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“ And, freed from intricacies, taught to live “ The easiest way: nor with perplexing thoughts To interrupt the sweet of life, from which “ God hath bid dwell far off all anxious cares, And not molest us; unless we ourselves “ Seek them with wandering thoughts, and notions vain. “But apt the mind, or fancy, is to rove “ Unchecked, and of her roving is no end ; “ Till, warned, or by experience taught, she learn, 190 “ That not to know at large of things remote “ From use, obscure and subtle, but to know “ That which before us lies in daily life, “Is the prime wisdom : what is more, is fume, “ Or emptiness, or sond impertinence; “ And renders us, in things that most concern,

Unpractised, unprepared and still to seek. “ Therefore from this high pitch let us descend “ A lower flight, and speak of things at hand “ Useful; whence, haply, mention may arise “ Of something not unseasonable to ask,

By sufferance, and thy wonted favour, deigned. “ Thee I have heard relating what was done

my remembrance : now, hear me relate My story, which perhaps thou hast not heard; And day is not yet spent: till then thou seest “ How subtly to detain thee I devise, “ Inviting thee to hear while I relate; “ Fond! were it not in hope of thy reply: · For, while I sit with thee, I seem in Heaven; “ And sweeter thy discourse is to my ear “ Than fruits of palm-tree, pleasantest to thirst “ And hunger both, from labour, at the hour “ Of sweet repast : they satiate, and soon fill,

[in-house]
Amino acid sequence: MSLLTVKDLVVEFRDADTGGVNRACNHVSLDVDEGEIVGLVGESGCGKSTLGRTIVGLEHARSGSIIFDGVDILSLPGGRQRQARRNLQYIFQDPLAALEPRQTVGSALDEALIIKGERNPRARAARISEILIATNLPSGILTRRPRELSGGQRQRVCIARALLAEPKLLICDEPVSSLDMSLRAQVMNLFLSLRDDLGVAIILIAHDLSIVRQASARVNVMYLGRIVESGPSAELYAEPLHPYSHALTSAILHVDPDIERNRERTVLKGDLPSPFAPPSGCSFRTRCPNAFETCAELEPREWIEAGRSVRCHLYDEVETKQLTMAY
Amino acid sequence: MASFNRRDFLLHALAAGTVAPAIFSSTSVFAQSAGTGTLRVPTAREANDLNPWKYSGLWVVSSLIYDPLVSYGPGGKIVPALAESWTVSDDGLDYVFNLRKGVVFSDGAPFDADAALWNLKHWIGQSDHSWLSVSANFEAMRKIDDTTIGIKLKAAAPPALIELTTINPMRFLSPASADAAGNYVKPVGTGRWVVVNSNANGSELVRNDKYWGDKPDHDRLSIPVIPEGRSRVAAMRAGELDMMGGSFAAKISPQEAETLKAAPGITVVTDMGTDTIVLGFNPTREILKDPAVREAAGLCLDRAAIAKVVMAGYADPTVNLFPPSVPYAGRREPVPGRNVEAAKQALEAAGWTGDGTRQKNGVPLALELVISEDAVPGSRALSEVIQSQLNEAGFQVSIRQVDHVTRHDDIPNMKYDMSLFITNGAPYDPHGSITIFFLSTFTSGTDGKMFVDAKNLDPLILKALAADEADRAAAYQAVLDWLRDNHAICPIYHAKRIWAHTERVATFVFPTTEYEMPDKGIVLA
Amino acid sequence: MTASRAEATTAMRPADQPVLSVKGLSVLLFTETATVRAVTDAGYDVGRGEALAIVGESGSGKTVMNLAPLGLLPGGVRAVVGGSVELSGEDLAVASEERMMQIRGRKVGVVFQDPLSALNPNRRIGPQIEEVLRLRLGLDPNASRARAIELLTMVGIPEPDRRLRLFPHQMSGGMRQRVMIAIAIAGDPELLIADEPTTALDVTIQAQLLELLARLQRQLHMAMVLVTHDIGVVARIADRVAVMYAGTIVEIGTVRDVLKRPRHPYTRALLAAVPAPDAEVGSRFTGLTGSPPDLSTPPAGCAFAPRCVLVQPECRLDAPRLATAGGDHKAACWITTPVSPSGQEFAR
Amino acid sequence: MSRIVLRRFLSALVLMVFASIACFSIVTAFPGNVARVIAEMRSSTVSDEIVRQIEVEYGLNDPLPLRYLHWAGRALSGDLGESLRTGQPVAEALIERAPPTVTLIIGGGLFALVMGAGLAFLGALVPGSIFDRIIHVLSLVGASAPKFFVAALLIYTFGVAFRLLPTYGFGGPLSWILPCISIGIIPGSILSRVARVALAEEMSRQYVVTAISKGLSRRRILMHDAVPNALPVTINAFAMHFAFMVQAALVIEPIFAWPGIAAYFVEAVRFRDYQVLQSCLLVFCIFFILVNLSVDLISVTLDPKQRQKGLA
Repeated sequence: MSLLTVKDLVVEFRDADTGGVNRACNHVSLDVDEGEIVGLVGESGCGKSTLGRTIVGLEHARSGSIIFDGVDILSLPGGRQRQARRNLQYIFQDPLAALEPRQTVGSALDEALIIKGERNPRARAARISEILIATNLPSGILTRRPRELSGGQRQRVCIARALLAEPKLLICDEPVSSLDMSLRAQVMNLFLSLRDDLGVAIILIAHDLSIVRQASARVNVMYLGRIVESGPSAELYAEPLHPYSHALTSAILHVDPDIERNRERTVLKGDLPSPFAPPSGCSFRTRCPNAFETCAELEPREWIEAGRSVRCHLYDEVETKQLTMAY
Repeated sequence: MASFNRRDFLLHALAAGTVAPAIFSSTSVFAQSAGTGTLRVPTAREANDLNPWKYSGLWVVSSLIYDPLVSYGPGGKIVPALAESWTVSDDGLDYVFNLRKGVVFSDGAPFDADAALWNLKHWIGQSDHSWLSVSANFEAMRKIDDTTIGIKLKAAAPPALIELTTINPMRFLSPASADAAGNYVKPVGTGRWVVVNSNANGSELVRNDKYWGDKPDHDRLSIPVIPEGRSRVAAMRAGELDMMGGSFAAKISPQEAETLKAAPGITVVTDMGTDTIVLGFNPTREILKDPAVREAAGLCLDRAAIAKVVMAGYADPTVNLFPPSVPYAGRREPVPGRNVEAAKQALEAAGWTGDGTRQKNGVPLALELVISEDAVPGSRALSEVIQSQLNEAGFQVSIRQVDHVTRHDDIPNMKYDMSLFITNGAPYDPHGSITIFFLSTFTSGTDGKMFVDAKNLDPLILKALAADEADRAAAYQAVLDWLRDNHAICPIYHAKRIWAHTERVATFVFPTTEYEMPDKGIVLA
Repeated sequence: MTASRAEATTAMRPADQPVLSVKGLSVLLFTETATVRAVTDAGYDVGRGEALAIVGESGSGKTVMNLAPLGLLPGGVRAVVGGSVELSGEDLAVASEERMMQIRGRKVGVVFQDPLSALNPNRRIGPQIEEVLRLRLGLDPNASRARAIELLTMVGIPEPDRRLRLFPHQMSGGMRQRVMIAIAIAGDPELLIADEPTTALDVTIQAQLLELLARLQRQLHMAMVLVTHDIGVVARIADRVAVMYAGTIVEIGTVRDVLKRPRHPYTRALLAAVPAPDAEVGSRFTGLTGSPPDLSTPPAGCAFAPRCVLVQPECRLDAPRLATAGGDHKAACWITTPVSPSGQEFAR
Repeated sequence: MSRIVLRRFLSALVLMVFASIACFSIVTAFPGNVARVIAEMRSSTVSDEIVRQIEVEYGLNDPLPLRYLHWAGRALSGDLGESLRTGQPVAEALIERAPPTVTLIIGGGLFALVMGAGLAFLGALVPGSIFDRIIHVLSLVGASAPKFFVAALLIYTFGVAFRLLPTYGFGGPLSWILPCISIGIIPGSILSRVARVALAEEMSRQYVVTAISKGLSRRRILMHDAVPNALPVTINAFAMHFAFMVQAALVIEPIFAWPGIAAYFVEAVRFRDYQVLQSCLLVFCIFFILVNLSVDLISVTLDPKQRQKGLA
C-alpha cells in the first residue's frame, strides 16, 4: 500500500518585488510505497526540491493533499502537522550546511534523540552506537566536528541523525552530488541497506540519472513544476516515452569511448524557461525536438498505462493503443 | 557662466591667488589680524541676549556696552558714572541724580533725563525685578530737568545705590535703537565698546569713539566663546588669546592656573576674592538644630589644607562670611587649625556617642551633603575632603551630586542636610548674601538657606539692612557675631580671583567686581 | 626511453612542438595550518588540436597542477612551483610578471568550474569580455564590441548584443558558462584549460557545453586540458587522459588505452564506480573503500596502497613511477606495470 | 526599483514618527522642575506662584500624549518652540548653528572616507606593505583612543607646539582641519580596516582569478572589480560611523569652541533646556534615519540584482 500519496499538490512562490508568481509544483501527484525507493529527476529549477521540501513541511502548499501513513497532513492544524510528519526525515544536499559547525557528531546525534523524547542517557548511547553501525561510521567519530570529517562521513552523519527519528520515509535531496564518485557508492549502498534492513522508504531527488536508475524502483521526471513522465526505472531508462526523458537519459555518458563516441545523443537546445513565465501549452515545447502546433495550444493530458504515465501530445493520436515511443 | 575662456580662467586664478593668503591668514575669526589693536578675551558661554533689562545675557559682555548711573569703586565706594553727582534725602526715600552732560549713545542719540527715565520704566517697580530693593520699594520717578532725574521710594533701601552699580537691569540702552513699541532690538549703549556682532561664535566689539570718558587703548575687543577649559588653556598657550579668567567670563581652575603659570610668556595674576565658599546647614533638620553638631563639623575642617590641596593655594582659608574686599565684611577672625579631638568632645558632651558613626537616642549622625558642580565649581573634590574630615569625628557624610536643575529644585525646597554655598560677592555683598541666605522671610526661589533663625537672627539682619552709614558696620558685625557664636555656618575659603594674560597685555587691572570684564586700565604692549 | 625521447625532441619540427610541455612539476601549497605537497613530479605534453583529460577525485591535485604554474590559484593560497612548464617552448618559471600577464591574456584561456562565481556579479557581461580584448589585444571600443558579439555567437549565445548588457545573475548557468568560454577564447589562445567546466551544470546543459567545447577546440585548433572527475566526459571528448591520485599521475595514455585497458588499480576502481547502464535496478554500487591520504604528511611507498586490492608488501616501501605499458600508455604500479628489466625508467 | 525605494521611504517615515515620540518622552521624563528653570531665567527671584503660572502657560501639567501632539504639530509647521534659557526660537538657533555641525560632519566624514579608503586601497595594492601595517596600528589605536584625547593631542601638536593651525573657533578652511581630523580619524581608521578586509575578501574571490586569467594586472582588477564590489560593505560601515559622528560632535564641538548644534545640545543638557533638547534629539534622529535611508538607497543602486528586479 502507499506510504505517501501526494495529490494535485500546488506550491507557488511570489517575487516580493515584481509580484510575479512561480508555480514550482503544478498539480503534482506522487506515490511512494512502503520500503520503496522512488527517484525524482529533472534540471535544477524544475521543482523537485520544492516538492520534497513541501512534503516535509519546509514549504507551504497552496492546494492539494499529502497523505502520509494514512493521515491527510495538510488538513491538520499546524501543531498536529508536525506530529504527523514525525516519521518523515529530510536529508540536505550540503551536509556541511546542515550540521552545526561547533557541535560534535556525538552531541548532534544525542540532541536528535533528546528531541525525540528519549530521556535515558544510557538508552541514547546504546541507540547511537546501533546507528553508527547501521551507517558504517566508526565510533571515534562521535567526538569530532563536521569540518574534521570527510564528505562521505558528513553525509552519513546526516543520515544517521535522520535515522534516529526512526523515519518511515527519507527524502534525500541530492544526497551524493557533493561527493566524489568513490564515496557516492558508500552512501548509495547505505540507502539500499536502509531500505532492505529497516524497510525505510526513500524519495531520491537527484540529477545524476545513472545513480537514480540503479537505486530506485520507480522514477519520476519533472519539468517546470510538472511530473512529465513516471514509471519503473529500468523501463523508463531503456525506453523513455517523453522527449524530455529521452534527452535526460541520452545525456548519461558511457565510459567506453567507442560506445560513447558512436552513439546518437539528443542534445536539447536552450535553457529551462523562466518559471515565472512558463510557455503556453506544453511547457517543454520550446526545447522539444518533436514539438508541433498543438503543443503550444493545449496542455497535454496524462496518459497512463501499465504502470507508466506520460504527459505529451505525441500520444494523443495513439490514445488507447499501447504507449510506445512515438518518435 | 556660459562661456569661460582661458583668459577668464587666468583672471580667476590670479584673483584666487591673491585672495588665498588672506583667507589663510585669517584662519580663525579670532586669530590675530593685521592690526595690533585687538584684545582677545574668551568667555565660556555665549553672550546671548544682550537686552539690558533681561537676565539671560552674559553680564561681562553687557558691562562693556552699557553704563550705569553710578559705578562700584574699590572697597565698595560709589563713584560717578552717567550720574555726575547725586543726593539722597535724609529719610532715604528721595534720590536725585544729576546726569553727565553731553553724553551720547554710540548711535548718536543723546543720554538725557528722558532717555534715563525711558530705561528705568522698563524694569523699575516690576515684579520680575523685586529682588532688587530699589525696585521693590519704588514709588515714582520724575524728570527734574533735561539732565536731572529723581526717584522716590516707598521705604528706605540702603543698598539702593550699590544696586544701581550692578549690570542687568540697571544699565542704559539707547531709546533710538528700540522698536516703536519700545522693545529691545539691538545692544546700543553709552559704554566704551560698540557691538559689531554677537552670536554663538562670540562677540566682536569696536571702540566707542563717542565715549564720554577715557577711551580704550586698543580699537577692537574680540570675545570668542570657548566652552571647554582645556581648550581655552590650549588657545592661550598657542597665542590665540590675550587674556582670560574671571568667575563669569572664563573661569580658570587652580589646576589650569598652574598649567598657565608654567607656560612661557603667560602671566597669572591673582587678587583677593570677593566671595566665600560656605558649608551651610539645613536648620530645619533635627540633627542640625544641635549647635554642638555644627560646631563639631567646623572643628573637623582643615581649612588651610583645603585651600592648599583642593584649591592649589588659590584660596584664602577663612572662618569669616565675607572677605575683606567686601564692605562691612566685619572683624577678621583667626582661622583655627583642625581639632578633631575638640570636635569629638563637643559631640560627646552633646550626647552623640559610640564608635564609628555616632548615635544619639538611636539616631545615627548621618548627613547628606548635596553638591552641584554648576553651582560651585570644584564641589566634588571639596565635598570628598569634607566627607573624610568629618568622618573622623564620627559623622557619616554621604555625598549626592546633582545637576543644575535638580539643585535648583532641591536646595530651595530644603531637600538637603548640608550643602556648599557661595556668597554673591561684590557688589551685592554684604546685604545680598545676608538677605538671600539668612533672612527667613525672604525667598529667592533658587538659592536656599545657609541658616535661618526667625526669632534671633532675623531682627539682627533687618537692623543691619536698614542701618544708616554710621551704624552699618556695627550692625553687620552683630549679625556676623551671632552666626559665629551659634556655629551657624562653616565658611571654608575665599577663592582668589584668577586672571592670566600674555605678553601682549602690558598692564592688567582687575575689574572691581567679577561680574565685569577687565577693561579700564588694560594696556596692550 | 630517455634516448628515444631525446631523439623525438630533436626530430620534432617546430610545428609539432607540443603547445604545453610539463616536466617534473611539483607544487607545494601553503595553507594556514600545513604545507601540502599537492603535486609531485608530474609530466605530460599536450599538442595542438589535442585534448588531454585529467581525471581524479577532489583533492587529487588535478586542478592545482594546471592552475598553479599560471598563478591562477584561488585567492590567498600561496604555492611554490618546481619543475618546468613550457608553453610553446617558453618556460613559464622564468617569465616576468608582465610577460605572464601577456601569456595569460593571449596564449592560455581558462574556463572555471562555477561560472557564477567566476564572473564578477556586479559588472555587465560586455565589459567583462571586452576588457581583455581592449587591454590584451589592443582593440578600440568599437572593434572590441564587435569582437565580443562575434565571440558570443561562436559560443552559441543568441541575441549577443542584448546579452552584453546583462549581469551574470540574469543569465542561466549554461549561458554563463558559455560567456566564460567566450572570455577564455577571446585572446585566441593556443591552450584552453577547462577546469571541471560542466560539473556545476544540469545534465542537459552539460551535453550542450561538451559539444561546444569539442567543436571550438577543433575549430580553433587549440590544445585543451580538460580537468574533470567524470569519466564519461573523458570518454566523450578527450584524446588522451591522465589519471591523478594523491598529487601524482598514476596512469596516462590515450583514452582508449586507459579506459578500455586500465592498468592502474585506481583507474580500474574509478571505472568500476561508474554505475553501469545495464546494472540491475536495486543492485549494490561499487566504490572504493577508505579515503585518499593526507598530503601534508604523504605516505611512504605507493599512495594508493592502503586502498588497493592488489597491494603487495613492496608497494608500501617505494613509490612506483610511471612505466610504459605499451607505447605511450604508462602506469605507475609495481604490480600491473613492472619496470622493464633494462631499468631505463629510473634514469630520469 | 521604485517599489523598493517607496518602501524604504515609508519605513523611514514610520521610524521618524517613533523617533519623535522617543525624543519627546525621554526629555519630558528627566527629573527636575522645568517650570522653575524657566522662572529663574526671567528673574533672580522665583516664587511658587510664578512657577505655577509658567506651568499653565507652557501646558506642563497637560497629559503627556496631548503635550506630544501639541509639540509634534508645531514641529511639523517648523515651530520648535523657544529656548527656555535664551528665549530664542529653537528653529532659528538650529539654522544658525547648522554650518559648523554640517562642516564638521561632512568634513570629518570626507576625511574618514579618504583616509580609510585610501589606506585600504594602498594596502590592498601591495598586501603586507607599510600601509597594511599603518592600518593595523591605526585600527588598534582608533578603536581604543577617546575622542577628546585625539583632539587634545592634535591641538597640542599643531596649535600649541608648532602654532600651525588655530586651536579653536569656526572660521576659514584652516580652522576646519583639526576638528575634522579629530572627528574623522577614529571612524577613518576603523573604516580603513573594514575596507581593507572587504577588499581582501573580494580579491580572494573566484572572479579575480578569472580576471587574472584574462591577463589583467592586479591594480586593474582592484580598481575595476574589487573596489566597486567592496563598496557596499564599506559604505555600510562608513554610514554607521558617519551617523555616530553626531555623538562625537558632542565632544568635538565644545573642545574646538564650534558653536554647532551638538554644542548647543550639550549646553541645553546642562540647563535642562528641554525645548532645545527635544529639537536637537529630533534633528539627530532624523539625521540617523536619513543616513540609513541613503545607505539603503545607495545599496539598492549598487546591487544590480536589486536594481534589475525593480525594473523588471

Though pleasant; but thy words, with grace divine “ Imbued, bring to their sweetness no satiety."

To whom thus Raphael answered heavenly meek : “ Nor are thy lips ungraceful, Sire of Men! “ Nor tongue ineloquent; for God on thee

Abundantly his gifts hath also poured ; “ Inward and outward both his image fair :


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"Speaking, or mute, all comeliness and grace
Attends thee, and each word, each motion forms.
Nor less think we in Heaven of thee on Earth
“ Than of our fellow-servant, and inquire
“ Gladly into the ways of God with man:
“ For God, we see, hath honoured thee, and set
“ On man his equal love : say therefore on ;
“ For I that day was absent, as befell,
“ Bound on a voyage úncouth and obscure,

230 “ Far on excursion towards the gates of Hell; “ Squared in full legion (such command we had,) “ To see that none thence issued forth a spy, “ Or enemy while God was in his work ; “ Lest he, incensed at such eruption bold, “ Destruction with creation might have mixed. “ Not that they durst without his leave attempt: “ But us he sends upon his high behests “ For state, as Sovran King; and to inure “Our prompt obedience. Fast we found, fast shut,

240 “ The dismal gates, and barricaded strong;

But, long ere our approaching, heard within "Noise, other than the sound of dance or song ; “ Torment, and loud lament, and furious rage! “Glad we returned up to the coasts of light “ Ere Sabbath evening : so we had in charge. “ But thy relation now; for I attend, “ Pleased with thy words no less than thou with mine."